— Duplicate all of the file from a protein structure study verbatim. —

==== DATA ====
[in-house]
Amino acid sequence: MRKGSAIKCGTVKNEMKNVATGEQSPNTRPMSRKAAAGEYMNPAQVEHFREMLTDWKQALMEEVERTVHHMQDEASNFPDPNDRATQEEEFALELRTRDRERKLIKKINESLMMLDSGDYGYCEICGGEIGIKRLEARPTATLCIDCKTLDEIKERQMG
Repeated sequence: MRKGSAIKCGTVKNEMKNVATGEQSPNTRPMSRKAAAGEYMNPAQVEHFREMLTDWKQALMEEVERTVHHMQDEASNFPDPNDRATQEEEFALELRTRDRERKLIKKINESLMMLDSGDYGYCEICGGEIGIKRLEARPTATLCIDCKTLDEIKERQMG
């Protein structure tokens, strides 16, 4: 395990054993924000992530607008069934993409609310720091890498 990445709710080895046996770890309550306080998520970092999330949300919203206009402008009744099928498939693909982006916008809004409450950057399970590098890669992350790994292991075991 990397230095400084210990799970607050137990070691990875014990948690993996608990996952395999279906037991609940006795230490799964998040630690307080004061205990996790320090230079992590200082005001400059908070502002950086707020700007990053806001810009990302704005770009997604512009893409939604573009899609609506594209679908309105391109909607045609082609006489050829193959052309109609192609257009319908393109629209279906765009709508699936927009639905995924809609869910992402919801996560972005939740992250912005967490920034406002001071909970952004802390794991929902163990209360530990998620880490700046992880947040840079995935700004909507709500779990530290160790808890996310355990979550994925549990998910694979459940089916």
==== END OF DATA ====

[in-house]
Amino acid sequence: MRKGSAIKCGTVKNEMKNVATGEQSPNTRPMSRKAAAGEYMNPAQVEHFREMLTDWKQALMEEVERTVHHMQDEASNFPDPNDRATQEEEFALELRTRDRERKLIKKINESLMMLDSGDYGYCEICGGEIGIKRLEARPTATLCIDCKTLDEIKERQMG
Repeated sequence: MRKGSAIKCGTVKNEMKNVATGEQSPNTRPMSRKAAAGEYMNPAQVEHFREMLTDWKQALMEEVERTVHHMQDEASNFPDPNDRATQEEEFALELRTRDRERKLIKKINESLMMLDSGDYGYCEICGGEIGIKRLEARPTATLCIDCKTLDEIKERQMG
């Protein structure tokens, strides 16, 4: 395990054993924000992530607008069934993409609310720091890498 990445709710080895046996770890309550306080998520970092999330949300919203206009402008009744099928498939693909982006916008809004409450950057399970590098890669992350790994292991075991 990397230095400084210990799970607050137990070691990875014990948690993996608990996952395999279906037991609940006795230490799964998040630690307080004061205990996790320090230079992590200082005001400059908070502002950086707020700007990053806001810009990302704005770009997604512009893409939604573009899609609506594209679908309105391109909607045609082609006489050829193959052309109609192609257009319908393109629209279906765009709508699936927009639905995924809609869910992402919801996560972005939740992250912005967490920034406002001071909970952004802390794991929902163990209360530990998620880490700046992880947040840079995935700004909507709500779990530290160790808890996310355990979550994925549990998910694979459940089916």